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Canada to build first Arctic deep-water port, military base

by Staff Writers
Iqaluit, Canada (AFP) Aug 10, 2007
Canada will build its first Arctic deep-sea port to bolster its disputed claims to the famed Northwest Passage and Arctic seabed, believed to hold oil and gas riches, its prime minister said Friday.

An old dock and gravel runway at the abandoned lead and zinc mining town of Nanisivik, Baffin Island, would be refurbished to re-supply new Arctic patrol vessels, said Prime Minister Stephen Harper in a statement.

As well, a new Canadian Forces winter fighting school would be built in Resolute Bay in the Northwest Passage, he said.

"The first principle of Arctic sovereignty is use it or lose it," said Harper, indicating the new facilities "tell the world that Canada has a real, growing, long-term presence in the Arctic."

His announcement comes at the end of a three-day trek across the North and prefaces a massive Canadian military exercise this weekend aimed at countering foreign Arctic grabs.

Canada is at odds with Russia, Denmark, Norway and the United States over 1.2 million square kilometers (460,000 square miles) of Arctic seabed, thought to hold 25 percent of the world's undiscovered oil and gas.

Of late, the international rivalry has heated up as melting polar ice make the region more accessible, and could open the Northwest Passage to year-round shipping by 2050.

Canadian forces have operated in the Arctic since 1898, when a volunteer Yukon Field Force helped maintain law and order during the Gold Rush, but a modern military presence was only established in Yellowknife, Northwest Territories, in 1970.

Less than 200 soldiers and 1,500 part-time Inuit rangers are now permanently based north of the 60th parallel, maintaining Canadian sovereignty and security over four million square kilometers (1.5 million square miles).

However, the Canadian Navy "does not have the capability to effectively patrol" Arctic waters, it said in a briefing note.

"The navy can only operate in northern waters for a short period of time, and only when there is no ice."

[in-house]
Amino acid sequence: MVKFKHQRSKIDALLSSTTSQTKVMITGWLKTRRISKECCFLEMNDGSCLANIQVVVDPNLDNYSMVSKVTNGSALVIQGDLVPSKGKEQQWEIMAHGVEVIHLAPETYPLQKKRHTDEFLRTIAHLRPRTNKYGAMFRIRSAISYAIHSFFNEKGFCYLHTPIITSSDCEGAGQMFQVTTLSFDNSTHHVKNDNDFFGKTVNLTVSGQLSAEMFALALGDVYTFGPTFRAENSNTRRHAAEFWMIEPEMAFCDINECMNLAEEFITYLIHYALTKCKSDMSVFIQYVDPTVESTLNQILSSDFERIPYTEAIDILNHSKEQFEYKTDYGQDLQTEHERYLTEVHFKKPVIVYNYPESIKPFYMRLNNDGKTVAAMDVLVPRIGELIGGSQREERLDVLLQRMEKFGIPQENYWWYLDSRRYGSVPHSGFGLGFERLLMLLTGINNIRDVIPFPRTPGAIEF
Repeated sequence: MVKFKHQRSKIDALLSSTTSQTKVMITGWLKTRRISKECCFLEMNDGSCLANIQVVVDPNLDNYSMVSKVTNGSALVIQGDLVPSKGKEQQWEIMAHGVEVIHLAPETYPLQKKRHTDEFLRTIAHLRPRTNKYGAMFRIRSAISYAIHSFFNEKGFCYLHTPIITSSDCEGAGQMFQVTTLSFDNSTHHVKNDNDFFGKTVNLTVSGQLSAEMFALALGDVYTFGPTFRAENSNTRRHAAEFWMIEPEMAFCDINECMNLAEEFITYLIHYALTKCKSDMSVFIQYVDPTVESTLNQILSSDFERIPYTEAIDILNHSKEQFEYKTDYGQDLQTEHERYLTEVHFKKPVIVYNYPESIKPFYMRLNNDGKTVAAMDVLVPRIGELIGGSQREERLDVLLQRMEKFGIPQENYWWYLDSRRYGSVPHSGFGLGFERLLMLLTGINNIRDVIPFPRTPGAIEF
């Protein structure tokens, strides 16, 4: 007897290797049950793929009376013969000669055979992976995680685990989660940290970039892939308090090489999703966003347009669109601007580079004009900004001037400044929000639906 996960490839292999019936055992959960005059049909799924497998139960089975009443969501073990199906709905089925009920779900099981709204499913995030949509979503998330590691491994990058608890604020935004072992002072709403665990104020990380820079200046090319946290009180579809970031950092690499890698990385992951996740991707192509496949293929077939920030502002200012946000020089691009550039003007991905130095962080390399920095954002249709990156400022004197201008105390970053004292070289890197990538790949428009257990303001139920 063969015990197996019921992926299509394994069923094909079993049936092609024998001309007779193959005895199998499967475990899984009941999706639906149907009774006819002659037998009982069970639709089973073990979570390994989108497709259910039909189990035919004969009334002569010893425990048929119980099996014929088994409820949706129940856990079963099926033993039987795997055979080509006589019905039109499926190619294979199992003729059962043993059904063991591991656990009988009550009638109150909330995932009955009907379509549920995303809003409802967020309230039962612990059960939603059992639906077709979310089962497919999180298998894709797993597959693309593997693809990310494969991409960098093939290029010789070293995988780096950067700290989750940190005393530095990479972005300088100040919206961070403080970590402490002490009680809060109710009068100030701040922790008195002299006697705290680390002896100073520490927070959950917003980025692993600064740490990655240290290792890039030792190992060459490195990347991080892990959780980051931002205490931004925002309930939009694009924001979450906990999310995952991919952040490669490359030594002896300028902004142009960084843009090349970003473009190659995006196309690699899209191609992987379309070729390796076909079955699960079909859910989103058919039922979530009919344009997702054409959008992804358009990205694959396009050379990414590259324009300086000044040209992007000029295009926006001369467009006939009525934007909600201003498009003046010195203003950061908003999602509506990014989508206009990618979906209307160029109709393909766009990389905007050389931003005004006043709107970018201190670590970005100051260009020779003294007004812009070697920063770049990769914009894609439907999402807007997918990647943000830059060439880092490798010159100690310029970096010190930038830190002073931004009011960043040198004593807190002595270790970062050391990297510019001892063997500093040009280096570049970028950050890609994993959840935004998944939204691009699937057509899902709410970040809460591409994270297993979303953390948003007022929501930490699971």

Harper announced plans last month to build six to eight ice-breaking patrol ships to prevent trespass on Canada's northern lands and to reaffirm its claim to the Arctic, at a cost of 7.1 billion dollars.

But critics lamented the medium-sized ice-breakers were not sufficient, and called for the three heavy ice-breakers he promised during the last election, in 2006.

"To exercise our sovereignty, Canada needs vessels that can go anywhere, any time in those areas we claim as our own," said New Democratic Party leader Jack Layton.

"Rather than buying military 'slush-breakers,' we should be building new polar ice-breakers ... to break ice for commercial vessels, help re-supply northern communities, maintain navigation devices, provide search and rescue, and support research scientists."

Locals, meanwhile, demand more Arctic ports to spur economic activity and reduce remote communities' reliance on costly air freight to import food and supplies.

"In the Arctic, there are huge opportunities for diversified economic development, be we lack such obvious tools as shipping facilities," said Mary Simon, president of the Inuit Tapiriit Kanatami, in a letter to Nunatsiaq News.

The United States has three aging ice-breakers.

Russia has just started building a new fleet of nuclear-powered ice-breakers, and last week reached the bottom of the Arctic Ocean under the North Pole at a depth of 4,261 meters (13,980 feet) in a mini-submarine to plant a Russian flag -- which Canada dismissed as a 15th-century stunt.

Canada has one large ice-breaker and five light-to-medium ice-breakers -- all aging and "too few for the size of our Arctic," according to Robert Huebert, an Arctic geopolitical expert at Calgary University.

"It's about time that we're starting to take Arctic sovereignty seriously" after long ignoring its northern frontier, Huebert told AFP.

He noted that US oil firms Exxon and Imperial last month announced hundreds of millions of dollars in spending on Beaufort Sea projects, while South Korea is expanding its ice-breaker building capacity. "They're not doing this on a whim," he said.

"There's going to be a lot more people doing a lot more things in the Arctic, and we need to be ready to claim what we want to control and show that we can control what we claim," he said.

"The world is coming to the Arctic," he said. "If push comes to shove, it all comes down to control."

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Arctic sea ice 'lowest in recorded history': scientist
Washington (AFP) Aug 10, 2007
Sea ice in the northern hemisphere has plunged to the lowest levels ever measured, a US Arctic specialist said Friday, adding that it was likely part of the long-term trend of polar ice melt driven by global warming.

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